Jonathan Gardner

Learn More
One of the famous questions in social science is whether money makes people happy. We offer new evidence by using longitudinal data on a random sample of Britons who receive medium-sized lottery wins of between 1000 pounds and 120,000 pounds (that is, up to approximately US$ 200,000). When compared to two control groups -- one with no wins and the other(More)
How do human beings make wage comparisons? This paper provides empirical support for an approach suggested by the psychologist Allen Parducci. The paper combines an experimental study with an analysis of data on 16,000 British employees. Satisfaction levels are shown to depend not simply upon relative pay but upon an individual’s ordinal rank within a(More)
It is believed that the length of a person's life depends on a mixture of economic and social factors. Yet the relative importance of these is still debated. We provide recent British evidence that marriage has a strong positive effect on longevity. Economics matters less. After controlling for health at the start of the 1990s, we cannot find reliable(More)
Do Divorcing Couples Become Happier By Breaking Up? Divorce is a leap in the dark. This paper investigates whether people who split up actually become happier. Using the British Household Panel Survey, we are able to observe an individual’s level of psychological wellbeing in the years before and after divorce. Our results show that divorcing couples reap(More)
How do workers make wage comparisons? Both an experimental study and an analysis of 16,000 British employees are reported. Satisfaction and well-being levels are shown to depend on more than simple relative pay. They depend upon the ordinal rank of an individual’s wage within a comparison group. ‘Rank’ itself thus seems to matter to human beings. Moreover,(More)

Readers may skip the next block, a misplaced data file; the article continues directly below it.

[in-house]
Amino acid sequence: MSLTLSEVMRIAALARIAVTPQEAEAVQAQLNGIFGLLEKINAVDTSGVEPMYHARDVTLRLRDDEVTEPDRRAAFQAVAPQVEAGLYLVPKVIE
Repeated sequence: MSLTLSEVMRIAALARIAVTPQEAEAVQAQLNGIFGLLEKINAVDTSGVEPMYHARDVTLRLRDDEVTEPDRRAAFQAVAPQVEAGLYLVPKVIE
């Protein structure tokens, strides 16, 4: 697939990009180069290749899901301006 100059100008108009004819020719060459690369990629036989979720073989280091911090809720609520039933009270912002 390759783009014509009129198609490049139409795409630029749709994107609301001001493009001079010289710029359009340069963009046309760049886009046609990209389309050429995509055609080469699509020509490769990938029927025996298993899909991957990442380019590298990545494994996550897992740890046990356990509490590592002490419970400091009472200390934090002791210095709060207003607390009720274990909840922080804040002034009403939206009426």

The most fundamental idea in economics is that money makes people happy. This paper constructs a test. It studies longitudinal information on the psychological health and reported happiness of approximately 9,000 randomly chosen people. In the spirit of a natural experiment, the paper shows that those in the panel who receive windfalls -by winning lottery(More)
This paper studies workers’ lives in modern Britain. It uses longitudinal data to examine stress and job satisfaction through the decade of the 1990s. The results are disturbing. On both measures, the wellbeing of British public sector workers worsened sharply over the decade. The size of the deterioration was between one half point and one full point on a(More)
In any economy, people are constantly moving around to take new jobs. This process is important to the efficiency of a nation. Yet little is known about it. The paper uses some of the first British panel data to examine the microeconomic determinants of residential mobility for job reasons. Two conclusions stand out. First, there is a marked asymmetry(More)
The case of a patient who presented with angina following a coronary artery bypass (CABG) operation during which the left internal mammary artery was inadvertently anastomosed to a cardiac vein is presented. The literature concerning previously reported cases of aortocoronary arteriovenous fistulas (ACAVF) due to inadvertent grafting of a coronary vein is(More)